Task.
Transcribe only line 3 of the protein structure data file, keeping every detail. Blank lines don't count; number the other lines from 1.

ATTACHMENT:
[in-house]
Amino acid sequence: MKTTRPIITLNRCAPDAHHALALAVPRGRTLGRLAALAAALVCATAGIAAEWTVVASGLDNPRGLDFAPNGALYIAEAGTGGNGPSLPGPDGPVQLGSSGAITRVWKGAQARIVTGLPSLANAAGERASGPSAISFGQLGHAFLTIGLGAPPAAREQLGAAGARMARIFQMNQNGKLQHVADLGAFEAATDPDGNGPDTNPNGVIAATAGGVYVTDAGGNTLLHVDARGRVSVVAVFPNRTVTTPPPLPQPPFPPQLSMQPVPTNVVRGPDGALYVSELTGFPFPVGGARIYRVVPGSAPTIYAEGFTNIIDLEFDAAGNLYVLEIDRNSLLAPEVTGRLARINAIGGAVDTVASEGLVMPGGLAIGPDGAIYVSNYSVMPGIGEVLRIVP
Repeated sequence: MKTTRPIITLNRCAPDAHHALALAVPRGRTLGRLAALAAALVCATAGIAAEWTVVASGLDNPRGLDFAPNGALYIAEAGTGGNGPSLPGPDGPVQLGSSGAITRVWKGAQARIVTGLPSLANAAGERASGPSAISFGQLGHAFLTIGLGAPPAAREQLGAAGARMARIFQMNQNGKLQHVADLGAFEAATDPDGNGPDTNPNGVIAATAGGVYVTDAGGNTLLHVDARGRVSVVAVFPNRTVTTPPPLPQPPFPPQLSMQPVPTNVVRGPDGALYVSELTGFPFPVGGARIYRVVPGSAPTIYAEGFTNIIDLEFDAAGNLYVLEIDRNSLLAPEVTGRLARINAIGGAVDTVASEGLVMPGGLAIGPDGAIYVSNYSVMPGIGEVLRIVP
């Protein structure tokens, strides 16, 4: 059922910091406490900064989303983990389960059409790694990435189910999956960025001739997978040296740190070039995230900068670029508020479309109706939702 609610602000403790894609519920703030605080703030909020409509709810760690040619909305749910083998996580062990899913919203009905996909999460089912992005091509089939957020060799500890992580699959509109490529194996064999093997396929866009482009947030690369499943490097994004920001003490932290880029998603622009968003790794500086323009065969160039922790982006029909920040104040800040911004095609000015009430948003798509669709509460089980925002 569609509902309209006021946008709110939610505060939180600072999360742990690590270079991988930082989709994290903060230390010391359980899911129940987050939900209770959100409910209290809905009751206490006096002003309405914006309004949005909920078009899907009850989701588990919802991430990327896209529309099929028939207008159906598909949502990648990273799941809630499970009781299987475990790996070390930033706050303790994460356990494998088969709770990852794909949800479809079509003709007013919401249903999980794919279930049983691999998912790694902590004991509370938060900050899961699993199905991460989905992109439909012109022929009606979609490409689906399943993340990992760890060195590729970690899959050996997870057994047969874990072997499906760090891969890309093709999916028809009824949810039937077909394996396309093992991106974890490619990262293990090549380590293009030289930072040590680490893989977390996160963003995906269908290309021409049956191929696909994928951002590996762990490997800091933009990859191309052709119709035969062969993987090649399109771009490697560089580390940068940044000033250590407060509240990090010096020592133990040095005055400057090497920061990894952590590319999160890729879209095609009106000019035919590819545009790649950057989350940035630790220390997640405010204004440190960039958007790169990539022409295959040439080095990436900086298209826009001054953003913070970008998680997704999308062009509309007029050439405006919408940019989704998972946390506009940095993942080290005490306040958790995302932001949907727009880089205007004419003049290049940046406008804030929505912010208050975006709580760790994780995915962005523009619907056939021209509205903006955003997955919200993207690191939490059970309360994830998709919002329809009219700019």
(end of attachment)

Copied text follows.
Repeated sequence: MKTTRPIITLNRCAPDAHHALALAVPRGRTLGRLAALAAALVCATAGIAAEWTVVASGLDNPRGLDFAPNGALYIAEAGTGGNGPSLPGPDGPVQLGSSGAITRVWKGAQARIVTGLPSLANAAGERASGPSAISFGQLGHAFLTIGLGAPPAAREQLGAAGARMARIFQMNQNGKLQHVADLGAFEAATDPDGNGPDTNPNGVIAATAGGVYVTDAGGNTLLHVDARGRVSVVAVFPNRTVTTPPPLPQPPFPPQLSMQPVPTNVVRGPDGALYVSELTGFPFPVGGARIYRVVPGSAPTIYAEGFTNIIDLEFDAAGNLYVLEIDRNSLLAPEVTGRLARINAIGGAVDTVASEGLVMPGGLAIGPDGAIYVSNYSVMPGIGEVLRIVP